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In the six years he’s been with us he has been bitten, chased and bullied by other dogs, culminating in a very nasty attack by a Weimeraner that almost punctured his lung and got him 20 stitches in his right flank.

He became very wary of all dogs, and had a tendency to get his retaliation in first if ever another male dog approached with remotely ambiguous intentions. Letting him off his lead became a nerve-racking experience. Would he just scare the daylights out of the other dog or trample it to death? I even bought him a muzzle so he could practice running around with other dogs without biting their backsides when he caught them. It didn’t work. He just pulled the muzzle off with his outsize claws.

Then he met Congo.

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Congo is a Weimeraner, big and bouncy, and as far as Finbar was concerned, a serial biter. At first he would freeze and refuse to go a step further when he saw Congo. Then the penny dropped. Congo liked him. And when he ran after Congo, it was Congo who was scared. That was at the beginning of the summer and since then they have been best friends. Congo is big enough not to fall over when Finbar barges him, and not fast enough to ever beat him in a race. It has given him so much confidence that he even invites other dogs to play with him and doesn’t have to be put on his lead every time another dog looks sideways at him.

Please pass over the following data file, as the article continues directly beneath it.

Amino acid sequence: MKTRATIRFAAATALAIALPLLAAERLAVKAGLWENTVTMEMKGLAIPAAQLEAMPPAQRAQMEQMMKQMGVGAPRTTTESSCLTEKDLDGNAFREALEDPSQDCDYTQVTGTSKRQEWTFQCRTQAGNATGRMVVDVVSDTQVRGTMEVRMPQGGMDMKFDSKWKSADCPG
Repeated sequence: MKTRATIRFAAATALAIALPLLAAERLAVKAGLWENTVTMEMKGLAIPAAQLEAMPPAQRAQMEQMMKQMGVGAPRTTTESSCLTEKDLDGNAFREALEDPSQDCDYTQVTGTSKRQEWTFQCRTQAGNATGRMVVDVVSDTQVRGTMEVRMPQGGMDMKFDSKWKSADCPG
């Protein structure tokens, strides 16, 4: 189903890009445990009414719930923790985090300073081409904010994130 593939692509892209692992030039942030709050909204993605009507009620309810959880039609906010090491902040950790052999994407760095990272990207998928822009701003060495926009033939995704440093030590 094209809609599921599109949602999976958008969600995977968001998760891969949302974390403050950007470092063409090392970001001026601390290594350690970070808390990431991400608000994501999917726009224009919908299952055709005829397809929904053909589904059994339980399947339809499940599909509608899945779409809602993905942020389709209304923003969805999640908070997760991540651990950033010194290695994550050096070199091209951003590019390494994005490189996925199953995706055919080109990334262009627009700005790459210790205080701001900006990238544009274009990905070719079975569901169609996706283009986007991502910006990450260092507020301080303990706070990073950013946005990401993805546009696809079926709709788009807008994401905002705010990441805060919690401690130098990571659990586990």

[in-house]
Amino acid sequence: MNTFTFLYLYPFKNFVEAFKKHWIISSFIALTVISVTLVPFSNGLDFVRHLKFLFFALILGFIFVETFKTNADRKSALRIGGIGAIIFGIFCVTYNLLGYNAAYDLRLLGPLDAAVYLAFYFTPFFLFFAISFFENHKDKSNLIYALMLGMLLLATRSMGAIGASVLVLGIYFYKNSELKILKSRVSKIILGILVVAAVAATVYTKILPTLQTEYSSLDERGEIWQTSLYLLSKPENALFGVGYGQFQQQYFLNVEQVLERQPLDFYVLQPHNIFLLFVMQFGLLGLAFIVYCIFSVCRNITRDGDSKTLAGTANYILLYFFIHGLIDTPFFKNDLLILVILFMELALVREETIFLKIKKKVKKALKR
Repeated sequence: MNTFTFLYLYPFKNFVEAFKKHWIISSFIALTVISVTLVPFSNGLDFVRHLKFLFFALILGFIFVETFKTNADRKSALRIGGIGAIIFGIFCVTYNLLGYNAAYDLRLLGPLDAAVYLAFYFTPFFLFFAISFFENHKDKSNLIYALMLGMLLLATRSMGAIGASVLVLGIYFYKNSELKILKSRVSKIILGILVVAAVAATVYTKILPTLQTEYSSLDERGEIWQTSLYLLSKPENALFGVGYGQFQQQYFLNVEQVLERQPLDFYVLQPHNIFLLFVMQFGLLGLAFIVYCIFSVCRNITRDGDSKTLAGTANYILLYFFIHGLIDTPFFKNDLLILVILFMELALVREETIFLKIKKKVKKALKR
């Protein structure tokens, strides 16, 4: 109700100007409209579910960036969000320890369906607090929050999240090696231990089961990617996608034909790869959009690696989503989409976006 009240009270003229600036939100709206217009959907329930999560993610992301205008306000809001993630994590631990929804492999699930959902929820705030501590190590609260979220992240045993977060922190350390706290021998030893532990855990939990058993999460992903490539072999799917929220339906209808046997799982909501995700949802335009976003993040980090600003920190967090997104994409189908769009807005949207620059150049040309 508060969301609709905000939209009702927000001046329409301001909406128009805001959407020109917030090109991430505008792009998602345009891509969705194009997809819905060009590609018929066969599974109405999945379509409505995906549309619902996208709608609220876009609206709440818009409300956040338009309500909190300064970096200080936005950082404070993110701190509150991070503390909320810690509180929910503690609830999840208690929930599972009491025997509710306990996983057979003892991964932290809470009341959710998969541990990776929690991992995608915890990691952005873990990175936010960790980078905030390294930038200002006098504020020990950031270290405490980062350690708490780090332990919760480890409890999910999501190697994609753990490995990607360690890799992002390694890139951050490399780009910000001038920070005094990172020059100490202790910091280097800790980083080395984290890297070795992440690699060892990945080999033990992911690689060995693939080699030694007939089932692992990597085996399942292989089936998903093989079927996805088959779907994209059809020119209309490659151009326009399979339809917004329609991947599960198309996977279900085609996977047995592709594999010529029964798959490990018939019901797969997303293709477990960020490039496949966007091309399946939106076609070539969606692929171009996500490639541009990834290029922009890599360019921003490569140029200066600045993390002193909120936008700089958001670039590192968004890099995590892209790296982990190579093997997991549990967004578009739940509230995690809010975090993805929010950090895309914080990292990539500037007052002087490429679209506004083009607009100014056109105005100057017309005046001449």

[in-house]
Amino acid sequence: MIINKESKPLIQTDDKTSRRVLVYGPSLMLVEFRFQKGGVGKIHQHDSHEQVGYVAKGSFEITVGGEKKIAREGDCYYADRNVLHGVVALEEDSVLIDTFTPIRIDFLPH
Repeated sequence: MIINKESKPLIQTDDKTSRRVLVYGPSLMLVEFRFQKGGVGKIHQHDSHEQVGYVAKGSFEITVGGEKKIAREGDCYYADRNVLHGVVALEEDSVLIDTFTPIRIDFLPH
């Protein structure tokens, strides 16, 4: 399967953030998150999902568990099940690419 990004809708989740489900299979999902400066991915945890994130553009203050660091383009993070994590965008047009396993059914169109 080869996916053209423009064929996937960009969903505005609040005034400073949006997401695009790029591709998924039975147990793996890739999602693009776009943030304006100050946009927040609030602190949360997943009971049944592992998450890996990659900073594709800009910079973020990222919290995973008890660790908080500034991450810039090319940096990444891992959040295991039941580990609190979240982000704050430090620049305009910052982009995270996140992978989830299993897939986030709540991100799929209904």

Last week we met Papou. A galgo from the same awful hole near Seville that Finbar was rescued from.

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Papou is nearly twelve but he still enjoys a short 40 mph sprint. Galgos aren’t demonstrative dogs unless something winds them up. Then they lose it completely and have so much fun they end up doing themselves an injury. One reason Papou doesn’t encourage Finbar who is younger and stronger to chase him. Papou is sensible.

Finbar and Papou hanging

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and just doing what dogs do.

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It might not seem like much, for a dog to go out for a walk without being constantly on the look out for trouble, but it’s a big step forward for Finbar and makes me feel happy for him. Maybe soon we’ll be able to think about adopting that friend for him.